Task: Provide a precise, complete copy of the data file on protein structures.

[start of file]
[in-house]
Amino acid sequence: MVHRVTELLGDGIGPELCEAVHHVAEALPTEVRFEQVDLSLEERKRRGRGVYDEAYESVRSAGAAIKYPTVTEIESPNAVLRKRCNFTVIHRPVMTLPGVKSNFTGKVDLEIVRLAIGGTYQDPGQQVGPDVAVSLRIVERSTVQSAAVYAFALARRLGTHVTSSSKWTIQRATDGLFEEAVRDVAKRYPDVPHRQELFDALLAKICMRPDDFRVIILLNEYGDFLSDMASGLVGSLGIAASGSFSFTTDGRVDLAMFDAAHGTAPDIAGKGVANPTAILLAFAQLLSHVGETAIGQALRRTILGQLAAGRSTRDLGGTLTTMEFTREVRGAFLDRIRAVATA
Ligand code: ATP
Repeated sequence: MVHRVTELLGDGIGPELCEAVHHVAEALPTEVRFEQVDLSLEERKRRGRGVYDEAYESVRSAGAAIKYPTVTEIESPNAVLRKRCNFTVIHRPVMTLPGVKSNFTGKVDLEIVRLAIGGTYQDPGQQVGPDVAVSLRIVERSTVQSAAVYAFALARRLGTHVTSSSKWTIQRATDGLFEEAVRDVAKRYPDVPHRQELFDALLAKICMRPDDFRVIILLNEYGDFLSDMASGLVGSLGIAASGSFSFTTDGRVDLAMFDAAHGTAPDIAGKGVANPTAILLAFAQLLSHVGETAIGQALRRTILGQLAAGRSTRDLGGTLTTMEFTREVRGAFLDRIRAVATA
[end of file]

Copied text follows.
[in-house]
Amino acid sequence: MVHRVTELLGDGIGPELCEAVHHVAEALPTEVRFEQVDLSLEERKRRGRGVYDEAYESVRSAGAAIKYPTVTEIESPNAVLRKRCNFTVIHRPVMTLPGVKSNFTGKVDLEIVRLAIGGTYQDPGQQVGPDVAVSLRIVERSTVQSAAVYAFALARRLGTHVTSSSKWTIQRATDGLFEEAVRDVAKRYPDVPHRQELFDALLAKICMRPDDFRVIILLNEYGDFLSDMASGLVGSLGIAASGSFSFTTDGRVDLAMFDAAHGTAPDIAGKGVANPTAILLAFAQLLSHVGETAIGQALRRTILGQLAAGRSTRDLGGTLTTMEFTREVRGAFLDRIRAVATA
Ligand code: ATP
Repeated sequence: MVHRVTELLGDGIGPELCEAVHHVAEALPTEVRFEQVDLSLEERKRRGRGVYDEAYESVRSAGAAIKYPTVTEIESPNAVLRKRCNFTVIHRPVMTLPGVKSNFTGKVDLEIVRLAIGGTYQDPGQQVGPDVAVSLRIVERSTVQSAAVYAFALARRLGTHVTSSSKWTIQRATDGLFEEAVRDVAKRYPDVPHRQELFDALLAKICMRPDDFRVIILLNEYGDFLSDMASGLVGSLGIAASGSFSFTTDGRVDLAMFDAAHGTAPDIAGKGVANPTAILLAFAQLLSHVGETAIGQALRRTILGQLAAGRSTRDLGGTLTTMEFTREVRGAFLDRIRAVATA